UK-based EUSA Pharma has bought worldwide rights to Janssen’s rare diseases drug Sylvant (siltuximab) for $115 million.
EUSA already markets two oncology drugs and is seeking to build its presence in the rare disease market with Sylvant, which has been approved in the US since 2014 to treat multicentric Castleman’s disease, caused by an abnormal overgrowth of cells of the lymph system.
Although not classified as a cancer, the disease acts very much like lymphoma and Sylvant is the only approved treatment for the condition in more than 40 countries worldwide including Europe.
The disease affects around 1,900 patients in the US and a similar number in Europe, and due to the small numbers of patients the drug has market exclusivity under orphan drug regulations in both territories.
EUSA bought worldwide rights to the drug from Janssen Sciences Ireland and says it plans to expand its availability into other countries. While the drug does not produce significant sales for the Johnson & Johnson unit, EUSA has plans to relaunch it and develop it in other indications.
Sylvant is a monoclonal antibody that blocks the action of interleukin-6 (IL-6), a multifunctional cytokine detected at elevated levels in iMCD patients.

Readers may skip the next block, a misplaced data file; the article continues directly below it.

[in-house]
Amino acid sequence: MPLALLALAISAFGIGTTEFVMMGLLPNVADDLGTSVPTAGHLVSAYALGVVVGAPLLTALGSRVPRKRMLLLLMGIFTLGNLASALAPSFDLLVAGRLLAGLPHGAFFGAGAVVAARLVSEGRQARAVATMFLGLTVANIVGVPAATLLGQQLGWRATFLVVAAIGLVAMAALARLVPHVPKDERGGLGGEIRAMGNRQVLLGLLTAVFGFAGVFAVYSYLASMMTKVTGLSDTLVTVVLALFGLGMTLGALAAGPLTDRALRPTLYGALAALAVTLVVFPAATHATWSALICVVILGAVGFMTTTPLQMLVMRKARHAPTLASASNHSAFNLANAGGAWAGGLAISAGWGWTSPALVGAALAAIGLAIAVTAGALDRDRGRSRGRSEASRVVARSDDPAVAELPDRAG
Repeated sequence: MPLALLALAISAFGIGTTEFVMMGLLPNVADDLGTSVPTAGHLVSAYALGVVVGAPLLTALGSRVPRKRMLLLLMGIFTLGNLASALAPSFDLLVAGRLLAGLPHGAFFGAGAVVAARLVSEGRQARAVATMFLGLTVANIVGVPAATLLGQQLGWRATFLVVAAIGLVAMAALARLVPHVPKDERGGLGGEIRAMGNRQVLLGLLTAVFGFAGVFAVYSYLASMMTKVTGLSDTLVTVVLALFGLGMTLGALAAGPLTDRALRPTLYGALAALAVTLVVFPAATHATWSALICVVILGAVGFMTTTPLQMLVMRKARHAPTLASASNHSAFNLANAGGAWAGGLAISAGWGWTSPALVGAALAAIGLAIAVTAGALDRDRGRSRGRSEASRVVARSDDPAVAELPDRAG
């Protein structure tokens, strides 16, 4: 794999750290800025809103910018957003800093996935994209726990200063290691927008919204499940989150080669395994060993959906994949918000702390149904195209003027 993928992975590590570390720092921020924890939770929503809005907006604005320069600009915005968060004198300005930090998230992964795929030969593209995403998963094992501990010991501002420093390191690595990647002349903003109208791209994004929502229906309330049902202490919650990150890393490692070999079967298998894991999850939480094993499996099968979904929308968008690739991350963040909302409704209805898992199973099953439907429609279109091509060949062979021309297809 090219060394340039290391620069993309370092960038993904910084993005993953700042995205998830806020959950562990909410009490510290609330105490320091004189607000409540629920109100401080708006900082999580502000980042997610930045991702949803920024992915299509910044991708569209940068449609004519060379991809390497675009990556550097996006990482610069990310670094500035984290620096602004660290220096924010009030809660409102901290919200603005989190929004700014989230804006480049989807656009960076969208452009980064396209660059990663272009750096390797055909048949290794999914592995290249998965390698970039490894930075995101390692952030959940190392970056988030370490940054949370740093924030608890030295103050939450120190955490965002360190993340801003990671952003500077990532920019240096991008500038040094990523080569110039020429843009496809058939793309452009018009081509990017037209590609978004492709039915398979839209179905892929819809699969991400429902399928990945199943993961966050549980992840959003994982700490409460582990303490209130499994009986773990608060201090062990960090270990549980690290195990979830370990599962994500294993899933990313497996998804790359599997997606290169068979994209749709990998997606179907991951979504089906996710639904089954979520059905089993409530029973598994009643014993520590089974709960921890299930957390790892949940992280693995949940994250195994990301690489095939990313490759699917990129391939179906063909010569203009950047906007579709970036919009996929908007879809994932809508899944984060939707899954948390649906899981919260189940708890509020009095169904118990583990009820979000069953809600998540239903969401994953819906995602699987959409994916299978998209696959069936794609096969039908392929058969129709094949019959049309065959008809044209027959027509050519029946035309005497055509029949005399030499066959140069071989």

EUSA said it plans to develop Sylvant in additional indications where IL-6 blockade may be effective – such as cytokine release syndrome associated with chimeric antigen receptor T-cell (CAR-T) therapy in cancer.
The company last month appointed Jeff Hackman, formerly acting CEO at rare disease company Novelion Therapeutics as president of its US operations.
EUSA’s team of 30 sales staff and medical science liaisons are undergoing training to relaunch the drug in the US this month.
EUSA will immediately relaunch through its European commercial and medical infrastructure, as well as expanding its operations into new territories, including the Republic of Korea, Canada and certain markets in South America and South East Asia.
Lee Morley, EUSA’s CEO (pictured above), said: “Sylvant is a perfect fit with EUSA’s oncology and rare disease focus, and provides the company with a major opportunity to continue its rapid growth. As the only approved treatment for the devastating disorder iMCD, we have ambitious plans to bring Sylvant to patients around the world.”